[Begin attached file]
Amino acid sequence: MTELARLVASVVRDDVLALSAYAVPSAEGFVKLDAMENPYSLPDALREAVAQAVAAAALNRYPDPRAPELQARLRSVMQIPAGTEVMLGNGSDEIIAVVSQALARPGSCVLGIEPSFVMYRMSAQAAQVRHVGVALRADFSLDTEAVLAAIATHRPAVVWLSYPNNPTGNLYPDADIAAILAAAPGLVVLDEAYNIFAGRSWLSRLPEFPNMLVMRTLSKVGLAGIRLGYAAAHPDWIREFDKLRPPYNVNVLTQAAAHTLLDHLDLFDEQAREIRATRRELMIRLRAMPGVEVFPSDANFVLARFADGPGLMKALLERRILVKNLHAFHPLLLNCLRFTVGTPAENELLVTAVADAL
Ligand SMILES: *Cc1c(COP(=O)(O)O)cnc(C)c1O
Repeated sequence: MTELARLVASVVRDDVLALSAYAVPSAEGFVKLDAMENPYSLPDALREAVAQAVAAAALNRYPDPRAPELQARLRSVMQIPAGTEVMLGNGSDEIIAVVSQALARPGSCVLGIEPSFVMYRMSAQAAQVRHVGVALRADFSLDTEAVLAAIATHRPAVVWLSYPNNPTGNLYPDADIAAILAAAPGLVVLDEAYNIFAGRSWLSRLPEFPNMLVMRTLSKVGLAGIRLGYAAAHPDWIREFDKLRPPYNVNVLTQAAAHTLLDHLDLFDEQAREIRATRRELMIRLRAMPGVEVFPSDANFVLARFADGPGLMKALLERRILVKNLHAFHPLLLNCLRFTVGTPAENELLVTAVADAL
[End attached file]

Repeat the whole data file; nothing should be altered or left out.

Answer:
Amino acid sequence: MTELARLVASVVRDDVLALSAYAVPSAEGFVKLDAMENPYSLPDALREAVAQAVAAAALNRYPDPRAPELQARLRSVMQIPAGTEVMLGNGSDEIIAVVSQALARPGSCVLGIEPSFVMYRMSAQAAQVRHVGVALRADFSLDTEAVLAAIATHRPAVVWLSYPNNPTGNLYPDADIAAILAAAPGLVVLDEAYNIFAGRSWLSRLPEFPNMLVMRTLSKVGLAGIRLGYAAAHPDWIREFDKLRPPYNVNVLTQAAAHTLLDHLDLFDEQAREIRATRRELMIRLRAMPGVEVFPSDANFVLARFADGPGLMKALLERRILVKNLHAFHPLLLNCLRFTVGTPAENELLVTAVADAL
Ligand SMILES: *Cc1c(COP(=O)(O)O)cnc(C)c1O
Repeated sequence: MTELARLVASVVRDDVLALSAYAVPSAEGFVKLDAMENPYSLPDALREAVAQAVAAAALNRYPDPRAPELQARLRSVMQIPAGTEVMLGNGSDEIIAVVSQALARPGSCVLGIEPSFVMYRMSAQAAQVRHVGVALRADFSLDTEAVLAAIATHRPAVVWLSYPNNPTGNLYPDADIAAILAAAPGLVVLDEAYNIFAGRSWLSRLPEFPNMLVMRTLSKVGLAGIRLGYAAAHPDWIREFDKLRPPYNVNVLTQAAAHTLLDHLDLFDEQAREIRATRRELMIRLRAMPGVEVFPSDANFVLARFADGPGLMKALLERRILVKNLHAFHPLLLNCLRFTVGTPAENELLVTAVADAL